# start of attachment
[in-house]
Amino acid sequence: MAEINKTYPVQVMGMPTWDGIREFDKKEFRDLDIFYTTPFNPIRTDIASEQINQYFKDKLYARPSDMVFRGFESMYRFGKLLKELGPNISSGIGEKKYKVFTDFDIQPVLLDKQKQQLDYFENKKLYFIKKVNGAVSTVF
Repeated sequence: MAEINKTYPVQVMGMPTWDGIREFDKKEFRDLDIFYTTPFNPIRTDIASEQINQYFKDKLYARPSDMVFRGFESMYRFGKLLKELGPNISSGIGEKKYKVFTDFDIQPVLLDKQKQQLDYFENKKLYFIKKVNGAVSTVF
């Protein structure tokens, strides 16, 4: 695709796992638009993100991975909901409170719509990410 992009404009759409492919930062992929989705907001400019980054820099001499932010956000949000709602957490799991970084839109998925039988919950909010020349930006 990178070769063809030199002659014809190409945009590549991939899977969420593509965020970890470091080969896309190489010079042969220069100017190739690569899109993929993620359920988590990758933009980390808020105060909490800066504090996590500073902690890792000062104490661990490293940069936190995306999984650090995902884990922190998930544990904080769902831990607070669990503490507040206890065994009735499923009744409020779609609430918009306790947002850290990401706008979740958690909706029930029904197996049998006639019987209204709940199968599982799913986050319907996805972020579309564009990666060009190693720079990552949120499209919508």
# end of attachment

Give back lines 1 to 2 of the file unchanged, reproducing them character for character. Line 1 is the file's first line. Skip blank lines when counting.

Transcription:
[in-house]
Amino acid sequence: MAEINKTYPVQVMGMPTWDGIREFDKKEFRDLDIFYTTPFNPIRTDIASEQINQYFKDKLYARPSDMVFRGFESMYRFGKLLKELGPNISSGIGEKKYKVFTDFDIQPVLLDKQKQQLDYFENKKLYFIKKVNGAVSTVF